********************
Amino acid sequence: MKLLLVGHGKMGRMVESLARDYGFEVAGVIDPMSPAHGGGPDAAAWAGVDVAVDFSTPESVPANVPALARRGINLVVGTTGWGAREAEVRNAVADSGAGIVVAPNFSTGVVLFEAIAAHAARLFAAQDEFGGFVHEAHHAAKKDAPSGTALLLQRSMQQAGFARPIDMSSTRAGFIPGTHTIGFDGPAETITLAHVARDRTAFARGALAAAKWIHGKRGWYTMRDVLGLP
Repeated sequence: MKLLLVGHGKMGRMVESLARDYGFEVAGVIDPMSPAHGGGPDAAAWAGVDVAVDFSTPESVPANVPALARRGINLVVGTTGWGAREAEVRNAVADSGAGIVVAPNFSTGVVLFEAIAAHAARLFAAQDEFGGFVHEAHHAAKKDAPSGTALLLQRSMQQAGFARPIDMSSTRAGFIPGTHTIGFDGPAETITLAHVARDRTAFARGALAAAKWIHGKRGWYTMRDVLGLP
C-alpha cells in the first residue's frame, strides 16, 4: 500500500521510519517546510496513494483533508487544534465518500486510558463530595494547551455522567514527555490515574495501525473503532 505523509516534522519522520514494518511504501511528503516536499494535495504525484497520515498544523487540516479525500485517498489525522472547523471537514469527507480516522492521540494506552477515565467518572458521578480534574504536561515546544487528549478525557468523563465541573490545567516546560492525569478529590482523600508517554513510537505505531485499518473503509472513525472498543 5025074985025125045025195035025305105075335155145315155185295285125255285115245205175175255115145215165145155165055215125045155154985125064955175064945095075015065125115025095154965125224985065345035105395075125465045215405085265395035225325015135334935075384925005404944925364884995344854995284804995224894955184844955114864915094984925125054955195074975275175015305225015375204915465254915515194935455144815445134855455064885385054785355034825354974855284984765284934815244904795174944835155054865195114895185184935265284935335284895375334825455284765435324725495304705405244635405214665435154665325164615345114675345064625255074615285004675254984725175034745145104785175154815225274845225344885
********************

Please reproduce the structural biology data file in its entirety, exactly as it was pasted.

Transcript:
Amino acid sequence: MKLLLVGHGKMGRMVESLARDYGFEVAGVIDPMSPAHGGGPDAAAWAGVDVAVDFSTPESVPANVPALARRGINLVVGTTGWGAREAEVRNAVADSGAGIVVAPNFSTGVVLFEAIAAHAARLFAAQDEFGGFVHEAHHAAKKDAPSGTALLLQRSMQQAGFARPIDMSSTRAGFIPGTHTIGFDGPAETITLAHVARDRTAFARGALAAAKWIHGKRGWYTMRDVLGLP
Repeated sequence: MKLLLVGHGKMGRMVESLARDYGFEVAGVIDPMSPAHGGGPDAAAWAGVDVAVDFSTPESVPANVPALARRGINLVVGTTGWGAREAEVRNAVADSGAGIVVAPNFSTGVVLFEAIAAHAARLFAAQDEFGGFVHEAHHAAKKDAPSGTALLLQRSMQQAGFARPIDMSSTRAGFIPGTHTIGFDGPAETITLAHVARDRTAFARGALAAAKWIHGKRGWYTMRDVLGLP
C-alpha cells in the first residue's frame, strides 16, 4: 500500500521510519517546510496513494483533508487544534465518500486510558463530595494547551455522567514527555490515574495501525473503532 505523509516534522519522520514494518511504501511528503516536499494535495504525484497520515498544523487540516479525500485517498489525522472547523471537514469527507480516522492521540494506552477515565467518572458521578480534574504536561515546544487528549478525557468523563465541573490545567516546560492525569478529590482523600508517554513510537505505531485499518473503509472513525472498543 5025074985025125045025195035025305105075335155145315155185295285125255285115245205175175255115145215165145155165055215125045155154985125064955175064945095075015065125115025095154965125224985065345035105395075125465045215405085265395035225325015135334935075384925005404944925364884995344854995284804995224894955184844955114864915094984925125054955195074975275175015305225015375204915465254915515194935455144815445134855455064885385054785355034825354974855284984765284934815244904795174944835155054865195114895185184935265284935335284895375334825455284765435324725495304705405244635405214665435154665325164615345114675345064625255074615285004675254984725175034745145104785175154815225274845225344885